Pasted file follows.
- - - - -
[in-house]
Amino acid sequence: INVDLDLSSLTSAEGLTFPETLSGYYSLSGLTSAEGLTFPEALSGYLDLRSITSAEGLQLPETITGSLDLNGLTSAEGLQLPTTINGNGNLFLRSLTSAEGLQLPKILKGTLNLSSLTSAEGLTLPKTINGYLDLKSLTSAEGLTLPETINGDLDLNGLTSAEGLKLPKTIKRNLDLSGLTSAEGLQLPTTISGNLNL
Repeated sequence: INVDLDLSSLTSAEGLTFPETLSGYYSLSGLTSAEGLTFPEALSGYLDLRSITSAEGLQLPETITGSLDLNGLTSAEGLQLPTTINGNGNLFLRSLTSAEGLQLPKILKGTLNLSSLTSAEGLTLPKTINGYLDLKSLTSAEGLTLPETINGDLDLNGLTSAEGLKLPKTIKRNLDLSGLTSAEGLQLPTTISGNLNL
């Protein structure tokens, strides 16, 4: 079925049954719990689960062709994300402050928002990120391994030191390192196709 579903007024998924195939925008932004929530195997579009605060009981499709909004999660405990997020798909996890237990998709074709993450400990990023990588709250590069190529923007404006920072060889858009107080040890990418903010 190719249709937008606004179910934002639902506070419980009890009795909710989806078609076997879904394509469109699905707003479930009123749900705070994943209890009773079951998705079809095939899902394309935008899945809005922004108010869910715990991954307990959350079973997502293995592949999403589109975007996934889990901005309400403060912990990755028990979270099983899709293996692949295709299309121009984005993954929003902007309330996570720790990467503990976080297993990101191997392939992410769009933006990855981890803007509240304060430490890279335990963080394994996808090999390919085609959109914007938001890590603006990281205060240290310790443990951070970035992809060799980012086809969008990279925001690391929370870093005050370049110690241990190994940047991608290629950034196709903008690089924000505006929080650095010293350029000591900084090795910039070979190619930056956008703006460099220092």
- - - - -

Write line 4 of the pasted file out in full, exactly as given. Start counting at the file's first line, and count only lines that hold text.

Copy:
């Protein structure tokens, strides 16, 4: 079925049954719990689960062709994300402050928002990120391994030191390192196709 579903007024998924195939925008932004929530195997579009605060009981499709909004999660405990997020798909996890237990998709074709993450400990990023990588709250590069190529923007404006920072060889858009107080040890990418903010 190719249709937008606004179910934002639902506070419980009890009795909710989806078609076997879904394509469109699905707003479930009123749900705070994943209890009773079951998705079809095939899902394309935008899945809005922004108010869910715990991954307990959350079973997502293995592949999403589109975007996934889990901005309400403060912990990755028990979270099983899709293996692949295709299309121009984005993954929003902007309330996570720790990467503990976080297993990101191997392939992410769009933006990855981890803007509240304060430490890279335990963080394994996808090999390919085609959109914007938001890590603006990281205060240290310790443990951070970035992809060799980012086809969008990279925001690391929370870093005050370049110690241990190994940047991608290629950034196709903008690089924000505006929080650095010293350029000591900084090795910039070979190619930056956008703006460099220092």